Truly effective practice is practice with a purpose. That purpose is different for everyone and adjusted to the topic you’re working on. You might have a goal to play a C major scale in 1/8th notes at 160bpm. You might want to learn a new jazz standard every week. You may need work on that one measure that always messes you up in that Bach prelude. Your purpose is to fix, add or increase in your abilities as they apply to your goals in music.
Here’s a few other ideas about what practice is and what it can do for you.
Motivational – The more you do it, the more you want to.
How we learn – Things seep in over time through repetition. We learn by doing.
Transformative – Makes things better through attention and intention.
Reducing Imperfection – Unlearning bad habits or replacing them with good habits.
The way to Carnegie Hall – “How do you get to Carnegie Hall? Practice.”
Infectious – A little can lead to a lot.
Love – It demonstrates your affection for what you are practicing.
To Overcome – Limitations and small expectations.
Making Mastery – 10,000 hours.
Confidence building – When you’ve put in the time to know what you’re doing and you know it.
Non-judgmental? – Do it when you feel good or bad. When it’s time to fight, you have to do it no matter what mood you’re in.
Persistence – No matter what happens, just keep plowing ahead.
What you become – Like the doctor or lawyer, you are what you practice most.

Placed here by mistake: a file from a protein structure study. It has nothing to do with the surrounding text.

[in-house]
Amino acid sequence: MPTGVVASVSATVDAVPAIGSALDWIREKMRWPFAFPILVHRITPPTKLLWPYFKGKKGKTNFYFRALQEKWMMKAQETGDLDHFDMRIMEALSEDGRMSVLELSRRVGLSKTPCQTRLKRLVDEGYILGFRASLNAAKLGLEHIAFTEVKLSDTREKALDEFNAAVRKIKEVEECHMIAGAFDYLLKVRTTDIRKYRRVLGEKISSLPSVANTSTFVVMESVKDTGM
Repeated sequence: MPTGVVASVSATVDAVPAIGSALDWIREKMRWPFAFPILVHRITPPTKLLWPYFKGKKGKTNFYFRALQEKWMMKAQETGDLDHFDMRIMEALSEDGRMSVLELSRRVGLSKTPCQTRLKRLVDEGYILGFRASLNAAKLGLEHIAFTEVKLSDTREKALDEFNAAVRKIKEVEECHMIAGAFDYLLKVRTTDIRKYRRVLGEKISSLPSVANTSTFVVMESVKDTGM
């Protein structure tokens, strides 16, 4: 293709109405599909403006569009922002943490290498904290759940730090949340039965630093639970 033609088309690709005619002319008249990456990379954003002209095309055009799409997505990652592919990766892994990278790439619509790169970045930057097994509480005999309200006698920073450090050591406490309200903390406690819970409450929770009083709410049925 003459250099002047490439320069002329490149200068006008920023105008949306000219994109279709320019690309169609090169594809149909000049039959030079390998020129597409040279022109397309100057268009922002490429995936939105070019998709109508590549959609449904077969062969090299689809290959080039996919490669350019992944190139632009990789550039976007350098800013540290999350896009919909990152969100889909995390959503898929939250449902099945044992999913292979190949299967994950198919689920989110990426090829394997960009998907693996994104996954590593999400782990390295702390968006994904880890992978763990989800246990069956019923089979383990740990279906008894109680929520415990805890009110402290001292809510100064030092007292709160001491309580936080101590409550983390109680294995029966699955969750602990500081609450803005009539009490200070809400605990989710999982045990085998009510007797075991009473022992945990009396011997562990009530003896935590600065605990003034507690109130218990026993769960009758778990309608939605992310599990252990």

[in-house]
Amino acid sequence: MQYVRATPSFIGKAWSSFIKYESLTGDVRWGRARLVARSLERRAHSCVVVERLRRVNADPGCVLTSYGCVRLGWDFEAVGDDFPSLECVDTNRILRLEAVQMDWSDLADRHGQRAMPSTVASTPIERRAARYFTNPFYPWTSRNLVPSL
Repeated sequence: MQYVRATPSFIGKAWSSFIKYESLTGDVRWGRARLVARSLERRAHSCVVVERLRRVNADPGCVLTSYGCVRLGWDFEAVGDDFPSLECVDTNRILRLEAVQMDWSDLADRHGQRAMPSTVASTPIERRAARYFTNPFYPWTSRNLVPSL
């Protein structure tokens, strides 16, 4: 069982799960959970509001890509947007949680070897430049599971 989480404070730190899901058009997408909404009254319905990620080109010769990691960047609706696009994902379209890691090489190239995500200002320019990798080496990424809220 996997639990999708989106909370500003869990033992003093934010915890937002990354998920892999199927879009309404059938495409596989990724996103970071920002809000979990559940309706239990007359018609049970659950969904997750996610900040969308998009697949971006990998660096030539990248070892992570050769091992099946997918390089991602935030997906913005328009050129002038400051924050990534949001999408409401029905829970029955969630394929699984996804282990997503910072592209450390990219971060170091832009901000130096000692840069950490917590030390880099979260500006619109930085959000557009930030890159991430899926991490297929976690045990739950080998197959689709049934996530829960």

Life Enhancing – Just do it, you’ll be glad you did.
A Teacher – It encourages us on the path of discovery. It shows you what it and what it might become.
Truth – It’s where you find out what’s real for you. Where you are on the path.
Application – Using what you know, at the right time, when you need it.
For Champions and Masters – They all did it. I promise.
Not Easy – It feels like work sometimes, ok all the time.
Acceptance – Forgive yourself for not being automatically perfect. You’re getting closer.
Purposeful – Practice with a purpose in mind. Practice because you’ve got to. it’s the only way.
Cultivating – The tree that your fruit comes from.
An Inner Game – The only competition is within. The only real competition is in the mirror.
Tomorrow’s Victory – “Tomorrow’s victory is today’s practice – Chris Bradford, The Way of the Warrior.
Development – The garden grows best when it’s weeded and tended to. True in all things like love, forgiveness, patience and giving.
Preparation – To being and doing what you want to be and do.
Practice is… THE WAY.
Practice Makes Perfect?
Practice Makes Permanent
Practice Makes Possible
Practice Makes Possibilities
Practice Makes Patience
Practice Makes Partnerships
Practice Makes Playing Possible
Practice Makes Pathways
Practice Makes Progress
Practice Makes Proficient
Practice Makes Professional
Practice Makes Proof
Practice Makes Practical
Practice Makes Precedence
Practice Makes Prepared
Practice Makes Purpose
Practice Makes Perception
Practice Makes Performers
Summary – Whatever you can imagine or aspire to do, you can do that in music (or anything almost) through focused practice over time. I aspired to play music. I’ve never really felt that I had any great or natural talent to do so. Everything that I’ve accomplished in music and on my instrument has just been through hard work, smart work, time and persistence. In short, practice.
While I may never be a ballet dancer or professional football player because of my physical build (not that I’m inspired to become one). Through practice and study, I could learn the techniques, I could get better, I would grow.
It’s truly amazing what human beings can accomplish given enough time.
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“How to Practice”
By Jason Riley